Accept the status quo... or make those goals your own.

My mom smoked most of her life. She understood the dangers; she accepted the risks. She enjoyed it. It was one of the things that gave her pleasure in life. She tried to quit a couple of times -- to please my dad -- but she could never stick with it because she was never really committed. The craving to light up overwhelmed her will power, not because she was weak, but because that goal wasn't her own.

She died of pancreatic cancer a few years ago. But she never had any regrets. When her doctor told her she had 3 months to live, she shrugged and said, "I've lived a good life. I can finish all I want to in 3 months." And she did.

8. Share Your Success or Failure with Others

The fear of failure is a major cause of failure. On a subconscious level, this fear robs us of motivation and we rarely even realize it. When we are afraid of failure, we hold back and don't fully commit ourselves to our goals. Why? I don't know. Perhaps we don't like to look like fools. Perhaps we don't like to look weak. Perhaps we are embarrassed. Perhaps we have fallen victim to the myth of the self-made man.

I don't know about other forums, but on this forum no one is going to think less of you if you fail to meet your goals. They will commiserate. They will offer encouragement. They will help you find your way. They will help you laugh it off, accept who you are, and get you pointed in the right direction.

But they can't do it alone. They need your help. Seriously, you need to...

9. Lighten Up!

You didn't meet your goal? So what? I mean, in the grand scheme of things is that goal so important that you have to beat yourself up about it? Lighten up, accept what actually happened, regroup, focus on what's important, and move forward. If you don't take yourself so seriously... if you can laugh at yourself when you suffer a setback... you won't be so devastated by failure. Instead of a setback compounding itself and leading to months of despair, it will last a few days and you'll be plugging away toward your new goals.

I remember watching my 10 year-old nephew's basketball game after his team's end-of-the-year, all-night slumber party -- a great team-building event, by the way, which everyone enjoyed. Needless to say, the team didn't play so well. My brother wasn't happy. He yelled at his son for 15 minutes... humiliating him in front of his friends and personally demanding he apologize to the coach for playing so poorly.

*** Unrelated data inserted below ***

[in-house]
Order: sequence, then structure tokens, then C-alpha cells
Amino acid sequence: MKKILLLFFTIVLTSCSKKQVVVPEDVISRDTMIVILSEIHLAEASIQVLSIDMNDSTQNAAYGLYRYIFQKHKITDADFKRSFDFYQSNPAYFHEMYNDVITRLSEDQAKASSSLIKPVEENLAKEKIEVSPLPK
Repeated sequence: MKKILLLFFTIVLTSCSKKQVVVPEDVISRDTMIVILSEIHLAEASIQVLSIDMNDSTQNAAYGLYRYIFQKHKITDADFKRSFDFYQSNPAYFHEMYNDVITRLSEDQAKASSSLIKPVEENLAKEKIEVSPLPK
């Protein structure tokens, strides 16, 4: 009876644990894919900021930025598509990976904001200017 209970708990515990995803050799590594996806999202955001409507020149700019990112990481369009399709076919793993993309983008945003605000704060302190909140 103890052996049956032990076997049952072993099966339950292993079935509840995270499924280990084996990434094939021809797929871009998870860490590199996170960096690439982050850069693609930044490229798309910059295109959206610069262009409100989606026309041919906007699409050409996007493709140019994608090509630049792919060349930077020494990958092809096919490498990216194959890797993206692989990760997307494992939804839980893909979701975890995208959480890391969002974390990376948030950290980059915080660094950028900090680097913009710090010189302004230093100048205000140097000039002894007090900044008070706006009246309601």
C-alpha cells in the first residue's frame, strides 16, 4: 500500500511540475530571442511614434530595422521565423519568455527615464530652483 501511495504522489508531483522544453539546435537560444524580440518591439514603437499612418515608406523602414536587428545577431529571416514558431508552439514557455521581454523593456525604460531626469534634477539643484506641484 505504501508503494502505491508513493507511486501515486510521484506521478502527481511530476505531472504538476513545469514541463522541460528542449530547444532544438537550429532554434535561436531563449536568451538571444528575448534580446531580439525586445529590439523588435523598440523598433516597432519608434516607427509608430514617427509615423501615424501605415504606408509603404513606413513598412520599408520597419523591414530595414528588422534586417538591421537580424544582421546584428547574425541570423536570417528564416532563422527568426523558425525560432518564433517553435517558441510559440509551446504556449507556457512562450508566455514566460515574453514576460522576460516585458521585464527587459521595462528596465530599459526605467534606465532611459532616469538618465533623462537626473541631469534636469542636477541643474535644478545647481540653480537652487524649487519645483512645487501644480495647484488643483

All the while, I was sitting there thinking: "What's going to motivate my nephew to play basketball in the future if this is the sort of feedback he gets?" Wouldn't it be so much better to laugh it off? To accept that it was a great slumber party? To realize that maybe the slumber party was actually more fun and served a higher purpose than winning the game? That maybe next year the slumber party should be scheduled after the last game?

Setbacks happen. It's not that big a deal. Laugh about it and move on.

In summary, here are...

Zoot's Rules for Goal Setting:

1. Start with a Vision -- See the Big Picture -- Set Priorities
2. Be Specific
3. Be Realistic
4. Make Small Changes
5. Use a Sliding Scale
6. Stay Focused
7. Choose Your Own Goals -- not somebody else's
8. Share Your Success or Failure with Others
9. Lighten Up!

And remember..."You don't get what you want in life, you get in life what you are."

Thoughts and comments welcome.

Cheers,
zoot
Last edited by zootMutant on Sat Jun 15, 2013 11:24 pm, edited 2 times in total.
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Re: Beginners

Post by Paul Victory » Sat May 25, 2013 8:08 pm

Super post Zoot. ^O^

You've pretty much nailed it. I'm in a bit of a funk at present, with various aches and pains and finding in very hard to motivate myself. I know I just need to start and then to keep going, but getting started is proving harder than I thought it would be.